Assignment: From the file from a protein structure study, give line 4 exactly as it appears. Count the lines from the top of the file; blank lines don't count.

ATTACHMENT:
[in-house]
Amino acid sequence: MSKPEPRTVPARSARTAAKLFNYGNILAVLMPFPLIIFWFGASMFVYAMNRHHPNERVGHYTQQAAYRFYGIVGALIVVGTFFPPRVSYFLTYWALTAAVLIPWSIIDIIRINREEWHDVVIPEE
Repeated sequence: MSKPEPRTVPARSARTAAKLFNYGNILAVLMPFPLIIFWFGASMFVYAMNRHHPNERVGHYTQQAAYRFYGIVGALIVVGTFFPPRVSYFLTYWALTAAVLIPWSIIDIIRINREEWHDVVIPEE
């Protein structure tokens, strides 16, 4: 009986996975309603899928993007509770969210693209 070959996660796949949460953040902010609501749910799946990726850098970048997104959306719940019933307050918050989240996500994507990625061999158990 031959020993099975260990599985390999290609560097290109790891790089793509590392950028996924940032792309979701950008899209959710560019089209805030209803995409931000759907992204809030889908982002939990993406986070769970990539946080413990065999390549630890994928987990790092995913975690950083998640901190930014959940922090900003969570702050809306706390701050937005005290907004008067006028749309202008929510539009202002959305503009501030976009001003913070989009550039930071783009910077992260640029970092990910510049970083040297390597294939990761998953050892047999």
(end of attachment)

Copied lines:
């Protein structure tokens, strides 16, 4: 009986996975309603899928993007509770969210693209 070959996660796949949460953040902010609501749910799946990726850098970048997104959306719940019933307050918050989240996500994507990625061999158990 031959020993099975260990599985390999290609560097290109790891790089793509590392950028996924940032792309979701950008899209959710560019089209805030209803995409931000759907992204809030889908982002939990993406986070769970990539946080413990065999390549630890994928987990790092995913975690950083998640901190930014959940922090900003969570702050809306706390701050937005005290907004008067006028749309202008929510539009202002959305503009501030976009001003913070989009550039930071783009910077992260640029970092990910510049970083040297390597294939990761998953050892047999």